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Alzheimer’s Research UK Public Event at UEA

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Location

The Enterprise Centre, UEA

University Drive

Norwich

NR4 7TJ

United Kingdom

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Event description
The Alzheimer’s Research UK Public Event will give an overview of the latest dementia research from experts in the field.

About this Event

Academics from the University of East Anglia (UEA) invite health professionals, carers, patients and members of the public to join us at this event where they can learn more about the latest research into the detection and treatment of dementia, including Alzheimer’s disease, and share their own experiences.

The event on Friday 28 June is open to all, free to attend and will provide an overview of some of the latest research, with attendees having the opportunity to ask questions to leading experts from UEA, Imperial College London, the Norfolk & Norwich University Hospital, and Alzheimer’s Research UK.

SCHEDULE

From 13.15: Registration

14.00: Welcome - Prof Michael Hornberger, UEA

14.05: Alzheimer's Research UK – Introduction

14.15: Dr Ian Coyle-Gilchrist - 'Apathy in Dementia' (plus Q&A)

14.55: Break and refreshments

15.35: Keynote – Dr Paresh Malhotra - ‘Diagnosing Dementia: PET scans, lumbar punctures and pitfalls’ (plus Q&A)

16.35 : Closing remarks

Parking is free of charge for this event in the ‘Main Visitors Car Park’ only and parking tokens will be validated at the registration desk on arrival. Please note that other car parks on campus will incur standard UEA parking charges.

If you require any further information about the event, please contact:

Email: dementia.research@uea.ac.uk

Tel: 01603 593540

SPEAKER INFORMATION

Dr Paresh Malhotra (Keynote Speaker)

Reader in Cognitive and Behavioural Neurology, Imperial College London

‘Diagnosing Dementia: PET scans, lumbar punctures and pitfalls’

Summary:

Over the last twenty years researchers have developed a number of specialist investigations, such as lumbar puncture and PET (positron emission tomography) scanning, to aid diagnosis in cognitive impairment and dementia. Although these are applied in some clinical situations, they are not widely used in everyday practice. I will discuss the importance of accurate diagnosis in dementia and go on to describe our use of these biomarkers in our clinical service at Imperial, which has the most experience with one of these techniques (amyloid PET scanning) in the UK. In addition, I will describe the use of these investigations in larger scale research and the wider implications of this.

Biography:

Dr Paresh Malhotra is a Reader in Cognitive and Behavioural Neurology at Imperial College London, as well as a Consultant Neurologist at Charing Cross and Hammersmith Hospitals. He is also one of the few Neurologists to carry out clinics in a specialist Mental Health Trust. His undergraduate training was in Oxford, and he subsequently carried out a PhD at Imperial College London and University College London, looking at the effects of stroke upon cognition. Following this he completed Specialist Training and became a Consultant Neurologist in 2011. His current work focusses on the cognitive deficits caused by stroke and neurodegenerative disease, particularly Alzheimer’s Disease, and developing treatments for these disorders. He is interested in disorders of attention and memory, and the use of imaging techniques to understand how they are caused. The main aim of understanding these problems is to improve therapeutic effectiveness and he is actively involved in the development and assessment of novel treatments.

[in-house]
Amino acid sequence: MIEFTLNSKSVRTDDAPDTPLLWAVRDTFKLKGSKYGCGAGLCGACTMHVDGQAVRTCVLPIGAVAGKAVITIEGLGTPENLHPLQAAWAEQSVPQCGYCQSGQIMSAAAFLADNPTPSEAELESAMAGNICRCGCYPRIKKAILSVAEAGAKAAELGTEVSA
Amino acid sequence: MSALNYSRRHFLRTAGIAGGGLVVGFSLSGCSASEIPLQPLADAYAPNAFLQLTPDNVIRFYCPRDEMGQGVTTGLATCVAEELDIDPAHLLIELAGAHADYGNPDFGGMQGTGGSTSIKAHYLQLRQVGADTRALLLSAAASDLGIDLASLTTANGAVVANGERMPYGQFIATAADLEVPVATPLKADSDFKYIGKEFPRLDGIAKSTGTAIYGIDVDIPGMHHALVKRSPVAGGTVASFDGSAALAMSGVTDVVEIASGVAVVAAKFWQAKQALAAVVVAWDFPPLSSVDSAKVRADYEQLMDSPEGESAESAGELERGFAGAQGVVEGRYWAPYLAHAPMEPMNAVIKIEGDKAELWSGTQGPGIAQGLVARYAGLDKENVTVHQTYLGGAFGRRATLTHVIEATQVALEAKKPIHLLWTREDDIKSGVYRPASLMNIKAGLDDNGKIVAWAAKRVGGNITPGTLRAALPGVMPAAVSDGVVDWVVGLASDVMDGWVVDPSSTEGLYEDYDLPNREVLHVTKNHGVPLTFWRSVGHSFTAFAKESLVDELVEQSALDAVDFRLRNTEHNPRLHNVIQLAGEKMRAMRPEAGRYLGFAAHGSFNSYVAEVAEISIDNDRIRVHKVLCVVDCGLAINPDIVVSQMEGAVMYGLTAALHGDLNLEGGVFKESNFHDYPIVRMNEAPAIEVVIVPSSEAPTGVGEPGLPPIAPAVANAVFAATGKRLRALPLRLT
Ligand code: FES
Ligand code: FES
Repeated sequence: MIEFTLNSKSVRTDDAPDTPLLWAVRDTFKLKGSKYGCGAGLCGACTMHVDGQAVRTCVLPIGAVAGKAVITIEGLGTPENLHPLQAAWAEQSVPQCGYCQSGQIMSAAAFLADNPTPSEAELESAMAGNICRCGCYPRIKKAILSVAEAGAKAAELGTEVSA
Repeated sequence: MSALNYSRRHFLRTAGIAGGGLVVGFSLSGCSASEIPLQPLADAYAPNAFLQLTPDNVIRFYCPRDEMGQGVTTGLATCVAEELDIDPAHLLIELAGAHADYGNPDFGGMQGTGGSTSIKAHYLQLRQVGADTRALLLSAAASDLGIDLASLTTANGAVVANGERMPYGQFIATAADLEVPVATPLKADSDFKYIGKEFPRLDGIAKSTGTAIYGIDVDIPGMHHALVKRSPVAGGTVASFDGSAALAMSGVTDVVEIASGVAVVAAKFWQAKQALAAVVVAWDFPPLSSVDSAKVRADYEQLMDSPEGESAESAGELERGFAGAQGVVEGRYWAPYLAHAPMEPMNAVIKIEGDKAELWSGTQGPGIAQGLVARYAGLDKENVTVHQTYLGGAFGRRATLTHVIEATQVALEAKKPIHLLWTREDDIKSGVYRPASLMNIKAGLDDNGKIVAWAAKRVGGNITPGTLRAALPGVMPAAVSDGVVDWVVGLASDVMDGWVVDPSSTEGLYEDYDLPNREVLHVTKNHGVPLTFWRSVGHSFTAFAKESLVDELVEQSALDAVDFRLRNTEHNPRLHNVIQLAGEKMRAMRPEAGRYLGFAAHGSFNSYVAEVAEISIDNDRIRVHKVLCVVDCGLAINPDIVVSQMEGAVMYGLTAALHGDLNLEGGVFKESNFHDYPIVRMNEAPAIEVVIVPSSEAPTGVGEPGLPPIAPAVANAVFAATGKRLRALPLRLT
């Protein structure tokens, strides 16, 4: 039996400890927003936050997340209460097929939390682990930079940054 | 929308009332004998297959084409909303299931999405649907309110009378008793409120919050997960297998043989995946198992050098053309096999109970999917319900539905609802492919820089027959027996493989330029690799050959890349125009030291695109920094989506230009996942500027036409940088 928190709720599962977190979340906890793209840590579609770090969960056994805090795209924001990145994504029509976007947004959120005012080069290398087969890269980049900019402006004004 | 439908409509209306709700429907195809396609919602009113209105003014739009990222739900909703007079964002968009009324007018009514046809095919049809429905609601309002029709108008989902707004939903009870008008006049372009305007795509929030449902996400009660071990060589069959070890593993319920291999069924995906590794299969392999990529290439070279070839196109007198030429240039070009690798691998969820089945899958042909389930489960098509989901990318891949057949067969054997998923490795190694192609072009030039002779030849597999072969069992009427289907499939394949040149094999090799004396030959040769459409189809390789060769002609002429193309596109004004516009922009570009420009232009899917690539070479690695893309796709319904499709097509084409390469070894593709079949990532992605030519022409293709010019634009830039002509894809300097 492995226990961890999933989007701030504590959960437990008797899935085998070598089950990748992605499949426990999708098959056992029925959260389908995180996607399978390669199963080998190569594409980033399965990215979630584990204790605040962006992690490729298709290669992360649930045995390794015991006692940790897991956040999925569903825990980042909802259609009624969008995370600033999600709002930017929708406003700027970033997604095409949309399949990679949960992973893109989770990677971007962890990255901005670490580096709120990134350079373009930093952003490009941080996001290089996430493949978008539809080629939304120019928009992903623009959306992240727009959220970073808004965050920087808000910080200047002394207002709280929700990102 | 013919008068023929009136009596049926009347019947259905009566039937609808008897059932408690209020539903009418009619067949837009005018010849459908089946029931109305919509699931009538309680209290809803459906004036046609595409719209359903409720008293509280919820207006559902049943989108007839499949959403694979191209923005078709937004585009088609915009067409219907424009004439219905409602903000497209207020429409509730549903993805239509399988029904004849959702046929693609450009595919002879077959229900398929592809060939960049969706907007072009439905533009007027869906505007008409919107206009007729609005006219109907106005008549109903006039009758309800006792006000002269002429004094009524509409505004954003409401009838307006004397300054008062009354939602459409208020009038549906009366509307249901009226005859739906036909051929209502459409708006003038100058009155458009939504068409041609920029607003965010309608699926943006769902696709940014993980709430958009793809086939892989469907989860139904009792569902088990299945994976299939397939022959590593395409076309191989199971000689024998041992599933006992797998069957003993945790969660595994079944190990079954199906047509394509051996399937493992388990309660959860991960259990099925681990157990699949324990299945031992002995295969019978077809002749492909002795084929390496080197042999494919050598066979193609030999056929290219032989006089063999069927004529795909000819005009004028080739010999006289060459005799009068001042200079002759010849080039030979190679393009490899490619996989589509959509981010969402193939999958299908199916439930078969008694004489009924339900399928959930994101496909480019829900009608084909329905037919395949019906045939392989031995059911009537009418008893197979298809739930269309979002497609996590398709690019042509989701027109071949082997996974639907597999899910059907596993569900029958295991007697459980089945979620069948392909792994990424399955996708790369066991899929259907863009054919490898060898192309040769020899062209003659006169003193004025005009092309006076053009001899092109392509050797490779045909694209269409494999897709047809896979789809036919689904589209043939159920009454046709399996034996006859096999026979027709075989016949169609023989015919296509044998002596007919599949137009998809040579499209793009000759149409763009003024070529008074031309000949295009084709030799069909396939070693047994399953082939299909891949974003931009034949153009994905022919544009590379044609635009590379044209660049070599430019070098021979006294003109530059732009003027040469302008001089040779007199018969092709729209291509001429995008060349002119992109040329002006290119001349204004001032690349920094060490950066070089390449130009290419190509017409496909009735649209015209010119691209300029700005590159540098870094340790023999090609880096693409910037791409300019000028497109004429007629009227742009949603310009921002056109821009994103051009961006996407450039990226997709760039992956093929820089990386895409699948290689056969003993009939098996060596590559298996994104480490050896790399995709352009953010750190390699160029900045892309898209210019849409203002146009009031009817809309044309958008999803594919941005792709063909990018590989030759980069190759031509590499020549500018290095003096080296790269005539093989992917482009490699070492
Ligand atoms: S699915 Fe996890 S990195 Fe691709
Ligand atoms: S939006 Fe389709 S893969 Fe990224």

Dr Ian Coyle-Gilchrist

Consultant Neurologist, Norfolk and Norwich University Hospital

'Apathy in Dementia'

Summary:

Apathy in dementia is common, disabling and distressing. Despite its importance, apathy is poorly understood and attempts to treat it have had mixed results. In this talk I discuss how changes in dementia lead to reports of apathy and use frontotemporal lobar degeneration (a rarer form of dementia where apathy is particularly prominent) as an example of how a multidimensional approach may provide fresh insights into the causes of apathy and how to treat them.

Biography:

Dr Ian Coyle-Gilchrist is a newly appointed consultant neurologist at the Norfolk and Norwich University Hospital. He has a special interest in cognitive neurology and in particular young onset and less common forms of dementia. He qualified in 2007 at University College London and after junior doctor placements was appointed in 2011 to an academic clinical fellowship in the East of England. Since then he has worked as a neurology registrar in Cambridge (Addenbrooke’s hospital), Queen Square (The National Hospital for Neurology and Neurosurgery) and the Norfolk and Norwich University Hospital and spent several years researching and working in dedicated dementia and cognitive clinics in Cambridge. His research mainly focuses on frontotemporal lobar degeneration, an umbrella term for Frontotemporal Dementia (FTD), Progressive Supranuclear Palsy (PSP) and Corticobasal Degeneration (CBD). He has published work on how common these illnesses are, their clinical features and effects on motivation, apathy and impulsivity.

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Date and Time

Location

The Enterprise Centre, UEA

University Drive

Norwich

NR4 7TJ

United Kingdom

View Map

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